Air travel industry is recruiting hard before school holidays

Travellers hoping to avoid long queues might be disappointed, but the travel sector is working hard to make them a thing of the past.

Travellers hoping to avoid long queues might be disappointed, but the travel sector is working hard to make them a thing of the past. Photo: AAP

With school holidays fast approaching, the air travel industry is working hard to avoid a repeat of this year’s Easter holiday chaos.

Sydney Airport hopes to fill 4000 positions with its second jobs fair of the year; the one held in June filled about 2500 of the 5000 available roles.

There will be extra customer service representatives in the terminals during the September-October school holiday period.

Airport management is keen to avoid the chaotic scenes seen at Easter, which left massive queues outside terminals.

Qantas chairman Richard Goyder defended the beleaguered airline in an op-ed on Monday, after Qantas faced criticism over its handling of post-lockdown travel demand.

Qantas is well on its way to fixing the “unacceptable” slip in standards, after months of abrupt flight cancellations, delays and lost baggage, Mr Goyder said.

Part of the airline’s efforts include onboarding 1500 workers since April to help address a worker shortage affecting the whole sector.

“Service levels improved back towards pre-COVID standards in August and improved further into September. By October, we expect to be back to our best.”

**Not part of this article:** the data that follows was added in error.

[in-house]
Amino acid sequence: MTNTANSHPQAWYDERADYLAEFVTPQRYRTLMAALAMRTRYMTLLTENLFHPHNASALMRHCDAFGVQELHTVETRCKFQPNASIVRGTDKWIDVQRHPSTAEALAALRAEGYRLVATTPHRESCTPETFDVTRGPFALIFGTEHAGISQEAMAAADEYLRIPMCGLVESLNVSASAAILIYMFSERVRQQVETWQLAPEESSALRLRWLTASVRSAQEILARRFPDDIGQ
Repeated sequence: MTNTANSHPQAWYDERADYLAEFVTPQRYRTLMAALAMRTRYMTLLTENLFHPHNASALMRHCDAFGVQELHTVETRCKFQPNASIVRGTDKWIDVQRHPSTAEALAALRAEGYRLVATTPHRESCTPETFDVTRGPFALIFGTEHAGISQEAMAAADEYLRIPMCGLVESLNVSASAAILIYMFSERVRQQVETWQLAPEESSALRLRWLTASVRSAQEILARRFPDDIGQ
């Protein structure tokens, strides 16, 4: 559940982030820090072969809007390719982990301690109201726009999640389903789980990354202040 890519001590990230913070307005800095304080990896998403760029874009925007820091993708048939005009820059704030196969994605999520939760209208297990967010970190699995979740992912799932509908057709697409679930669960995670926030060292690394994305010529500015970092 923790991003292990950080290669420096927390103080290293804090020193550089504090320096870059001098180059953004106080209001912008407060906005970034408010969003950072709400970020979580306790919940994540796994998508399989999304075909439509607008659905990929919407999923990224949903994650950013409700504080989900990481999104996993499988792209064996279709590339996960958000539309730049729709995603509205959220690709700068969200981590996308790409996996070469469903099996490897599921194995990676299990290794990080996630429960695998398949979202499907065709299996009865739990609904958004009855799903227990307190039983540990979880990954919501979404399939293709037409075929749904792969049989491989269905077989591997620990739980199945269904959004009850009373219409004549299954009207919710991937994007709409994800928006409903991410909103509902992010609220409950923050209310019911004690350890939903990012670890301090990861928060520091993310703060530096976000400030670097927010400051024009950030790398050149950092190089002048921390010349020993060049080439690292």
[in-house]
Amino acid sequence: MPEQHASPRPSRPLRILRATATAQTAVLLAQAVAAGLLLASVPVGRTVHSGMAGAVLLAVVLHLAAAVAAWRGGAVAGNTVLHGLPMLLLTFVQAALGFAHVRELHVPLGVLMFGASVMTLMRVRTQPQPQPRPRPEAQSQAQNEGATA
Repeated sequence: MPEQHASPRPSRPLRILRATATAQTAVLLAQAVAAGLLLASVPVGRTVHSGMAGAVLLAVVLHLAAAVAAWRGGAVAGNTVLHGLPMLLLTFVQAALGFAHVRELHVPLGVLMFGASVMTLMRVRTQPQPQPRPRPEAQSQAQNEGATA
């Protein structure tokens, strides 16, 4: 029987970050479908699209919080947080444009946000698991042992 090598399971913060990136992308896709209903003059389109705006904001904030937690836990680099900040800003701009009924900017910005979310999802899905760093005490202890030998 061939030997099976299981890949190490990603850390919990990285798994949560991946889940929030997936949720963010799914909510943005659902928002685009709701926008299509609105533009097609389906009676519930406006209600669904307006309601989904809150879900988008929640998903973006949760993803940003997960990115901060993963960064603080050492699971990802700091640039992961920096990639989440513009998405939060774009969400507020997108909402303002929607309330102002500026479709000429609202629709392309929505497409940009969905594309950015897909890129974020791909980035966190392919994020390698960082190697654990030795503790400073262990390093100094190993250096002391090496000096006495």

Test drive for Christmas travel period

Australian Frequent Flyer editor Matt Graham told The New Daily airports and airlines have been preparing for the school holiday period, which will test their operations and staff levels.

“There’s clearly a labour market shortage across, not just the aviation industry, but across the whole country and overseas,” he said.

“It would be a good test to see what might happen at Christmas.”

The sector’s workforce shortage has left airline’s struggling to keep up with demand, with a recent report by the Australian Competition and Consumer Commission finding the domestic airline industry reported the worst on-time performance on record in July, as well as cancellation rates more than three times the long-term average.

Low-cost carrier Rex performed significantly better than more established airlines for punctuality and rate of cancellations, which the airline attributed to keeping its staff despite reduced flying over the past two years.

With the country’s unemployment rate sitting at a 48-year low of 3.4 per cent, it is likely the sector will struggle to reach peak form in time for the school holidays.

The air travel industry is also contending with the bad publicity of current employees campaigning against low and stagnant wages, while top executives such as Qantas CEO Alan Joyce rake in millions.

Qantas has started to see the value in upping wages, as the airline expects to spend about $50 million on pay increases for EBA-covered employees by the end of the financial year 2023, taking its average non-executive salary to more than $100,000.

Gui Lohmann, professor in air transport and tourism management at the Griffith Institute for Tourism, said although there isn’t enough time before the September-October school holidays to fully repair the sector’s issues, there is hope for the Christmas and New Year period.

But he said the government is not doing enough to help fill roles in the sector.

The government has agreed to a one-off lift of Australia’s permanent skilled migration cap from 160,000 to 195,000 to ease the national worker shortage, but Dr Lohmann said this does nothing to help airlines and airports.

“It’s in the hands of the Commonwealth government to adjust the policies to make sure that we have qualified people at various levels to carry out these jobs.”

Stay informed, daily
A FREE subscription to The New Daily arrives every morning and evening.
The New Daily is a trusted source of national news and information and is provided free for all Australians. Read our editorial charter.
Copyright © 2024 The New Daily.
All rights reserved.